Sequencing reads were mapped by the STAR aligner98 to the mm9 reference genome using Ensembl annotation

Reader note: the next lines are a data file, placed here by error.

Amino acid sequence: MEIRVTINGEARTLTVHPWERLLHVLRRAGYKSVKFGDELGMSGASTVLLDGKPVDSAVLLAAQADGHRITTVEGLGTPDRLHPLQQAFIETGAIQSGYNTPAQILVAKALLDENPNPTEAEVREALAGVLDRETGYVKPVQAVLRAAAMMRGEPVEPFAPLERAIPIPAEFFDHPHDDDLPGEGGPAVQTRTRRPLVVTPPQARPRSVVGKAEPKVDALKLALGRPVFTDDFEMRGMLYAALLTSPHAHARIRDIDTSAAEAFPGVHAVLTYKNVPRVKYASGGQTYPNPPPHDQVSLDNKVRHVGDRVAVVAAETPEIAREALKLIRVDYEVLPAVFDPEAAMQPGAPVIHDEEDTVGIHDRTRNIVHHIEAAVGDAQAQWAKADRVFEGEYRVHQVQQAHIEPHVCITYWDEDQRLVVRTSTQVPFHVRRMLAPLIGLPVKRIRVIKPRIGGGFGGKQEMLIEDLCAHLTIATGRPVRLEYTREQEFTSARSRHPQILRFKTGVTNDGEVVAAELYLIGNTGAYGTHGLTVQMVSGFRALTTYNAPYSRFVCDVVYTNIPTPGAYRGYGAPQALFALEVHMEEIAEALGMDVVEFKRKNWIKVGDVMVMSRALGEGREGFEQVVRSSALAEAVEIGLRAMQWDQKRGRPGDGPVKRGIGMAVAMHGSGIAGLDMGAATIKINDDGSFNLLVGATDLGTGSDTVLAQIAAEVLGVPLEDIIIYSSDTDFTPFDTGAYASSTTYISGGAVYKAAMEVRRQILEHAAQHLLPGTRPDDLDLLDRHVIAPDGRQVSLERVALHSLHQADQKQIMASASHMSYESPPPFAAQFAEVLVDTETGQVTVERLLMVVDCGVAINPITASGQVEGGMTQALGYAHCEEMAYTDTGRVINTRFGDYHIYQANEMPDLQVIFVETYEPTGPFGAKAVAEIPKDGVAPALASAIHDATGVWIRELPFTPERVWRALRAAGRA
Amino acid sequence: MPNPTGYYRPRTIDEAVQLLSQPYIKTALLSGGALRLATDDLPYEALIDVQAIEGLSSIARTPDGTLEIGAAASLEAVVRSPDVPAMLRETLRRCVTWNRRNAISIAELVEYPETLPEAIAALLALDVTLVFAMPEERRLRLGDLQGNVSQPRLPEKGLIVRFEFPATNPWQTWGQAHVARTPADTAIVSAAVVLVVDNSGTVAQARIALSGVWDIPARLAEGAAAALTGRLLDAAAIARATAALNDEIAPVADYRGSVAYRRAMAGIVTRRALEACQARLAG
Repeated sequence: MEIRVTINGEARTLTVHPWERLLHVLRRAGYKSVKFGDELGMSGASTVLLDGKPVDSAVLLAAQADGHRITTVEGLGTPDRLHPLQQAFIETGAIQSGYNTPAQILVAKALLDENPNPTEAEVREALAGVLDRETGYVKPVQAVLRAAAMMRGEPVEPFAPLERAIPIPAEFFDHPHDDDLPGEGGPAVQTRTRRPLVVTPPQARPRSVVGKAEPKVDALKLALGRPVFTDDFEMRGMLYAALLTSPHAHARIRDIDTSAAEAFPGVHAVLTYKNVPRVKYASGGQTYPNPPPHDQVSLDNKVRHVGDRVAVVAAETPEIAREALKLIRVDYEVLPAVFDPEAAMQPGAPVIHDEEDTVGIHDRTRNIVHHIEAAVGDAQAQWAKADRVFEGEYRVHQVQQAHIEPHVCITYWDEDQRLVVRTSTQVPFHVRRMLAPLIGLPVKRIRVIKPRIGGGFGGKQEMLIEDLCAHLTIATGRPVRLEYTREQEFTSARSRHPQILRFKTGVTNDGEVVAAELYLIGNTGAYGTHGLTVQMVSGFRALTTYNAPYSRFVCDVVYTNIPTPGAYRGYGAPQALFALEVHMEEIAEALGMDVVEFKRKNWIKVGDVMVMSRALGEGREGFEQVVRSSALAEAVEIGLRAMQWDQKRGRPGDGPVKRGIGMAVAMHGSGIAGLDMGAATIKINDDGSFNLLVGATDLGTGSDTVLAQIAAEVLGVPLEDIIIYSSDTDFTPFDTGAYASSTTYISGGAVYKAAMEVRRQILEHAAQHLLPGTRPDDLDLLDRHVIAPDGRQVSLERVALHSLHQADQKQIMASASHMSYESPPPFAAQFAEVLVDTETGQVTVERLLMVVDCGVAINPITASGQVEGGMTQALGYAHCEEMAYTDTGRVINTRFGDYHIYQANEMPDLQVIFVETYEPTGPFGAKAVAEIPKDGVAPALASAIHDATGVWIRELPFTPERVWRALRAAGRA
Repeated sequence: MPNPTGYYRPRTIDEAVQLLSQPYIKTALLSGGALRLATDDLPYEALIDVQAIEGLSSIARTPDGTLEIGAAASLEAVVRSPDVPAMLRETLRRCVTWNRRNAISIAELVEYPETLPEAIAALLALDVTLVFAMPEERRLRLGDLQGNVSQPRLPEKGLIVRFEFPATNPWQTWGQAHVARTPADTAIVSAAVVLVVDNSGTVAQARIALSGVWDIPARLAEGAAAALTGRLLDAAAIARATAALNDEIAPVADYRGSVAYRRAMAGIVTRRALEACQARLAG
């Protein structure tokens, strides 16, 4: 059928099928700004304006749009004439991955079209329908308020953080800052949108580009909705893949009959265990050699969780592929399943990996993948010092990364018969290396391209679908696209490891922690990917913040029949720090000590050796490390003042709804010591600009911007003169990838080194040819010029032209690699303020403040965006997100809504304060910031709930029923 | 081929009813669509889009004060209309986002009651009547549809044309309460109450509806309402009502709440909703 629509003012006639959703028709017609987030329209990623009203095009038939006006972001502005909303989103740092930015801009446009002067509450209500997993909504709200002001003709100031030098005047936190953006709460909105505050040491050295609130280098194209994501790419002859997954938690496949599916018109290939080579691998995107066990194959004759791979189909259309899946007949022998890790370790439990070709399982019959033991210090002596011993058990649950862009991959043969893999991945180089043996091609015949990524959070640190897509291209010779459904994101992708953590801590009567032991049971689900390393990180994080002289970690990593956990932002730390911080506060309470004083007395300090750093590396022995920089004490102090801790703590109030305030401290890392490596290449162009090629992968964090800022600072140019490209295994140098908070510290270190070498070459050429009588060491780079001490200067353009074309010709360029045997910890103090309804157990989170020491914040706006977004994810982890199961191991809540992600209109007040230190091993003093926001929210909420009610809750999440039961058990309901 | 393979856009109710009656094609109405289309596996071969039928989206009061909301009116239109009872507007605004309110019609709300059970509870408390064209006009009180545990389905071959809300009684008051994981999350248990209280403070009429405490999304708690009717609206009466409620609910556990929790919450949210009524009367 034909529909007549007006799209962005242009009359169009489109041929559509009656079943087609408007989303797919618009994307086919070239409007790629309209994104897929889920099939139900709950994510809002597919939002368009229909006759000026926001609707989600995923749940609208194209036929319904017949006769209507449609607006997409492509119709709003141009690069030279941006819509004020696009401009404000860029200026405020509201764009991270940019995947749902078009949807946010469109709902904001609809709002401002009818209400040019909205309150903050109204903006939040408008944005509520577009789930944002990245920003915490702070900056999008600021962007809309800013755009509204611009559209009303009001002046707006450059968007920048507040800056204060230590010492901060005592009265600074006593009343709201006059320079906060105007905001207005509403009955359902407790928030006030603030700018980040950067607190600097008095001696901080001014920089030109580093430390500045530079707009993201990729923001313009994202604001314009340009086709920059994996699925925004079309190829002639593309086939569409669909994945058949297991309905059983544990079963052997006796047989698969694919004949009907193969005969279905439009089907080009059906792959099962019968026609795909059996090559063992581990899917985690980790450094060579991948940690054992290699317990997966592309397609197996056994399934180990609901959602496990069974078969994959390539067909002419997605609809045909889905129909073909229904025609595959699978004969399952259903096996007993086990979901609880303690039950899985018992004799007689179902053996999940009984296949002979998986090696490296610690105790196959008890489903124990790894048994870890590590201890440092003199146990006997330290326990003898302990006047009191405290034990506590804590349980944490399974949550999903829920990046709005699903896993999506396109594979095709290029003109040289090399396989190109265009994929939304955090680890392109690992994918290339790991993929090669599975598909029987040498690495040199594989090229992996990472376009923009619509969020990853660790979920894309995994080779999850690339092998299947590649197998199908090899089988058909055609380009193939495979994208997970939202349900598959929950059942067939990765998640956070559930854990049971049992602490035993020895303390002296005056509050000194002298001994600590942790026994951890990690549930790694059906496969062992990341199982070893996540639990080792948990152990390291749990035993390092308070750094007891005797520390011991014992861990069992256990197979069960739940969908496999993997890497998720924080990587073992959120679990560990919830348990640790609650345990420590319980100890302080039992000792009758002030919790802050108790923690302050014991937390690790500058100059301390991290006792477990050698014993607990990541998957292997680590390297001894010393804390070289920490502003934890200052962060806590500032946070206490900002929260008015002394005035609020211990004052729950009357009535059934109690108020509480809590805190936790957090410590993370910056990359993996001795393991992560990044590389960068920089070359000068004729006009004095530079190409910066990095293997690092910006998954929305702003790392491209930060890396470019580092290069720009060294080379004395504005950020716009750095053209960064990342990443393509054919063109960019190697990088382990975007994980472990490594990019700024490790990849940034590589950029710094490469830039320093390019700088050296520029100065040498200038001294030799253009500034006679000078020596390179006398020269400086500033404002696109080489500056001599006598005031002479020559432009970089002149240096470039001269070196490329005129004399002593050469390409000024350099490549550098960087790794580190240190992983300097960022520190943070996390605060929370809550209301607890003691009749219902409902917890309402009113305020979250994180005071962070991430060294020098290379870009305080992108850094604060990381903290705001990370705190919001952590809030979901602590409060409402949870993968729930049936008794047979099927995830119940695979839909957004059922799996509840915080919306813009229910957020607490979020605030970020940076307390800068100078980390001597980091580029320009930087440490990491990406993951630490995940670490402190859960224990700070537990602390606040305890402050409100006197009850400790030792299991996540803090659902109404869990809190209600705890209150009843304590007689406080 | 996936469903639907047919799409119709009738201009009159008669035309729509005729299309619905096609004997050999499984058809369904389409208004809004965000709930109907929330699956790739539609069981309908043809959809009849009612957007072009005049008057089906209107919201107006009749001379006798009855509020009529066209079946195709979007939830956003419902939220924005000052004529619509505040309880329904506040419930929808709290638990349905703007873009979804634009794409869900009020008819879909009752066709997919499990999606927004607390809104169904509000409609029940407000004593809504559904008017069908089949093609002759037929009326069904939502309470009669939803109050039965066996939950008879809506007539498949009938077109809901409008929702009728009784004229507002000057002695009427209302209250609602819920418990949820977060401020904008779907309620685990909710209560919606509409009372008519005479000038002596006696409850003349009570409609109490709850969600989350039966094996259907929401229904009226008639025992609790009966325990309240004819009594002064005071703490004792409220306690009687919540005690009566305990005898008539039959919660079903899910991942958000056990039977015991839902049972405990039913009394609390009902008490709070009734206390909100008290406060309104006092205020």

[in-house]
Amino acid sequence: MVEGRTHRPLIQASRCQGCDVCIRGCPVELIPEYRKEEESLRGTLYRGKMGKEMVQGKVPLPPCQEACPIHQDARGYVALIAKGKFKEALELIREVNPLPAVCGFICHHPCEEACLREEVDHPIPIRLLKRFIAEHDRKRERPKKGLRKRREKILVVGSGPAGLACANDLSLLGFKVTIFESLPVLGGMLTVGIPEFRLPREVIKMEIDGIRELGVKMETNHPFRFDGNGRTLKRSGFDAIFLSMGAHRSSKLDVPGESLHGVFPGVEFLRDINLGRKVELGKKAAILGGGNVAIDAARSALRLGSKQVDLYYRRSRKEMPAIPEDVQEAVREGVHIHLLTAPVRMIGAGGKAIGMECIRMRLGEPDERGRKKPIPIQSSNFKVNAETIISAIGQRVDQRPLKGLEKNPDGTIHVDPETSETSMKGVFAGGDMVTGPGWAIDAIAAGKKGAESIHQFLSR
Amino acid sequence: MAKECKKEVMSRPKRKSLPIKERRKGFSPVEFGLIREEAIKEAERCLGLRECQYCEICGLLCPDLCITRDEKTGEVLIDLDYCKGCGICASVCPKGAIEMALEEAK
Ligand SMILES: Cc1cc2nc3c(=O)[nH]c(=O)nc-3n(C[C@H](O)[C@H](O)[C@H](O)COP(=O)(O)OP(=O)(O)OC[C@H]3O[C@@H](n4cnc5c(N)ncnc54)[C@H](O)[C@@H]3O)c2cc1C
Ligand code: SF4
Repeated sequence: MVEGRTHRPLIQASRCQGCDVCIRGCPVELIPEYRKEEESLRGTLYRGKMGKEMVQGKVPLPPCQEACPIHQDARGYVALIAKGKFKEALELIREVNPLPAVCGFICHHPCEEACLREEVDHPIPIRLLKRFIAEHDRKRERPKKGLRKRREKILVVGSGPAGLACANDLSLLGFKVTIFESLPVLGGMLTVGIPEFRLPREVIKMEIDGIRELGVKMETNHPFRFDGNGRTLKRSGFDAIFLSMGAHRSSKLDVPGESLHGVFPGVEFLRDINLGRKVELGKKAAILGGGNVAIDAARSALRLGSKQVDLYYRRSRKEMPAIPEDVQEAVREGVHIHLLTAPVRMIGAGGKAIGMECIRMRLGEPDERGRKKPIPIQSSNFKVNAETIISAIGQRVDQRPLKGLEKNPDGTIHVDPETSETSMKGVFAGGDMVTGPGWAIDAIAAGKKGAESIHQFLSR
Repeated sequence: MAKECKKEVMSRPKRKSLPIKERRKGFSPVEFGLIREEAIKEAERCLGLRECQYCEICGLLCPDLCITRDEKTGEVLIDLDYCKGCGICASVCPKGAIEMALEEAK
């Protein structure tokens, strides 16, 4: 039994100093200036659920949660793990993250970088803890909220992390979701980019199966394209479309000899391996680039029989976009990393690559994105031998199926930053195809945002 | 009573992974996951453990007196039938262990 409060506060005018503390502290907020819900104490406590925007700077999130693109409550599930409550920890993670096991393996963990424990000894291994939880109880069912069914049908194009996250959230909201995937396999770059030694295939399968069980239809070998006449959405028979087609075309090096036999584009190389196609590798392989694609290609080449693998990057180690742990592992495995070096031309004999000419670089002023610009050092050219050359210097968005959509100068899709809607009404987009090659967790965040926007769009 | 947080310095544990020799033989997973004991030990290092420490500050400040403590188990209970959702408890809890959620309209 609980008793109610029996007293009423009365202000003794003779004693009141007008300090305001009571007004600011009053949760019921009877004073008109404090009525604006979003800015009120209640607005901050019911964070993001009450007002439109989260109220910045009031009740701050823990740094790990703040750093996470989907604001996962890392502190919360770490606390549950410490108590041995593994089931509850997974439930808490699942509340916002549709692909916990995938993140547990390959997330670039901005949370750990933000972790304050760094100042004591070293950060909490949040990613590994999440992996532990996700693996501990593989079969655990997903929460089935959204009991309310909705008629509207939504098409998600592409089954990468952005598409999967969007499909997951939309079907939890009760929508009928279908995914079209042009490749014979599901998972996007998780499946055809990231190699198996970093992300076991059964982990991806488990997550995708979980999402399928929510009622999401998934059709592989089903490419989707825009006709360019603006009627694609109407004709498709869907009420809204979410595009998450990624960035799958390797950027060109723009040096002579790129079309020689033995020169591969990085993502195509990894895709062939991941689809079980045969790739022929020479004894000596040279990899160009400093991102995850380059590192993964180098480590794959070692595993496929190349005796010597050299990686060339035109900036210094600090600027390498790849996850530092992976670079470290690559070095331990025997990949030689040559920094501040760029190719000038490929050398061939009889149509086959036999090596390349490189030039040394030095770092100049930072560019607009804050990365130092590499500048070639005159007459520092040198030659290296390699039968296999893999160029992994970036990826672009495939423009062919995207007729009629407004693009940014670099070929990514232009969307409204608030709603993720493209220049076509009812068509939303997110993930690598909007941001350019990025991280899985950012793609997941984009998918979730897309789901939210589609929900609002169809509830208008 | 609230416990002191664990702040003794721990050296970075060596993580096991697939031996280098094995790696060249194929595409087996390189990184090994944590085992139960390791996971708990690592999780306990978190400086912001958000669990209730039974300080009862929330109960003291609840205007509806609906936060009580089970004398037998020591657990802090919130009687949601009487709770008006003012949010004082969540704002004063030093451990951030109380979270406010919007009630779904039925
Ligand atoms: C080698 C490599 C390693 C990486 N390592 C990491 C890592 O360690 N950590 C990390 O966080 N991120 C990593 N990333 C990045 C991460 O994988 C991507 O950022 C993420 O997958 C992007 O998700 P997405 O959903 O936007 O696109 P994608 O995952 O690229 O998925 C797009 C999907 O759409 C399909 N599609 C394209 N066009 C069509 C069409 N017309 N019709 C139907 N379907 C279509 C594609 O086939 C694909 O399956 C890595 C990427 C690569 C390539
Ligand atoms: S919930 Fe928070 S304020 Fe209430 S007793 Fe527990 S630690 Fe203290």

Sequencing reads were mapped by the STAR aligner98 to the mm9 reference genome using Ensembl annotation. remain unknown. Here, we report that class IIa histone deacetylases (HDAC4 and HDAC5) are required for loading-induced suppression and bone formation. FFSS signaling drives class IIa HDAC nuclear translocation through a signaling pathway involving direct HDAC5 tyrosine 642 phosphorylation by focal adhesion kinase (FAK), a HDAC5 post-translational modification that controls its subcellular localization. Osteocyte cell adhesion supports FAK tyrosine phosphorylation, and FFSS triggers FAK dephosphorylation. Pharmacologic FAK catalytic inhibition reduces mRNA expression in vitro and in vivo. These studies demonstrate a role for HDAC5 as a transducer of matrix-derived cues to regulate cell type-specific gene expression. gene) are both central regulators of bone remodeling. Osteocyte-derived RANKL is a crucial osteoclastogenic factor6, and the target of the osteoporosis drug denosumab7. Sclerostin is a canonical WNT pathway inhibitor that blocks osteoblast activity stimulated by WNTs8. Romosozumab, a neutralizing sclerostin antibody, is now approved for osteoporosis treatment9,10. expression by osteocytes is mechanically regulated, with sclerostin levels increasing with unloading11 and decreasing with skeletal loading12. Necrostatin-1 Osteocytic downregulation is important for loading-induced bone formation13, and upregulation contributes to immobilization-induced bone loss14,15. While it is clear that modulating expression is an important strategy used by osteocytes to link mechanical cues to bone formation, the intracellular signaling pathways through which this occurs are largely unknown. Like mechanical loading, parathyroid hormone (PTH) stimulates bone formation, in part, by reducing sclerostin levels16,17. expression is positively regulated by the transcription factor MEF2C, which binds to a?+?45?kB downstream enhancer site18,19 that is absent in Rabbit Polyclonal to TCF7L1 high bone-mass patients with Van Buchem disease20. In many biologic systems, class IIa histone Necrostatin-1 deacetylases are potent inhibitors of MEF2-driven gene expression21. Class IIa HDACs are uniquely endowed with long N-terminal extensions that confer responsiveness to external signals and allow inhibitory binding to MEF2 family transcription factors22. HDAC4 and HDAC5 inhibit MEF2-driven osteocytic expression23. Moreover, PTH signaling drives HDAC4/5 translocation from the cytosol to the nucleus via a cAMP-dependent pathway involving inhibition of salt-inducible kinases24. Despite these advances, whether class IIa HDACs participate in osteocyte mechanotransduction and loading-induced suppression is currently unknown. It is generally accepted that osteocytes sense mechanical cues by changes in fluid-flow shear stress (FFSS) across their dendritic processes25,26. Skeletal loading induced during functional activity primarily places long bones in bending27, which due to heterogeneous strain distribution within a given cross-section facilitates interstitial fluid flow within the lacunarCcanalicular system28,29. This interstitial FFSS produces focal strains at attachment sites surrounding osteocyte cell processes30. Integrin V/?3 heterodimers have been proposed to play a key role in osteocyte/matrix interaction and mechanotransduction31C33. Multiple membrane proximal signaling mechanisms have been described Necrostatin-1 downstream of FFSS across dendritic processes. These include outside-in integrin signaling, ATP release34, local calcium fluxes35, TRPV4-mediated microtubule reorganization and ROS generation36, plasma membrane disruptions37, and effects on connexin hemichannels38. However, precise links between these proximal signaling steps and suppression remain to be determined. Here, we report that FFSS triggers class IIa HDAC nuclear translocation in osteocytes, and that HDAC4/5 are required for loading-induced bone formation in vivo. While class IIa HDACs are involved in both PTH and FFSS-mediated suppression, these two external cues utilize distinct upstream signaling mechanisms to drive HDAC4/5 nuclear translocation. In osteocytes, constitutive cell/matrix interactions lead to basal activation of focal adhesion kinase (FAK) through outside-in integrin signaling39 for review of integrin-mediated signaling). FAK is known to play crucial roles in mechanotransduction in many tissue types40C43, although links between FAK and class IIa HDACs have not been described. Here, we show that FAK regulates class IIa HDAC subcellular localization by direct HDAC5 tyrosine 642 phosphorylation. FFSS inhibits FAK activity, a step that is required for FFSS-induced suppression. Moreover, many of the transcriptomic effects of FFSS are mimicked by small molecule FAK inhibitors, and by RGD peptides that block integrin/matrix adhesion. Finally, pharmacologic FAK inhibitors can suppress expression in vivo, indicating the therapeutic potential of this FAK/class IIa HDAC/signaling axis. Results Mechanosensitive class IIa HDACs are required for loading-induced bone formation We previously demonstrated that parathyroid hormone (PTH) signaling promotes the dephosphorylation and nuclear translocation of HDAC4 and HDAC5 in osteocytes, and that HDAC4/5 are required for PTH-induced suppression of expression in vitro and in vivo24. Mechanical.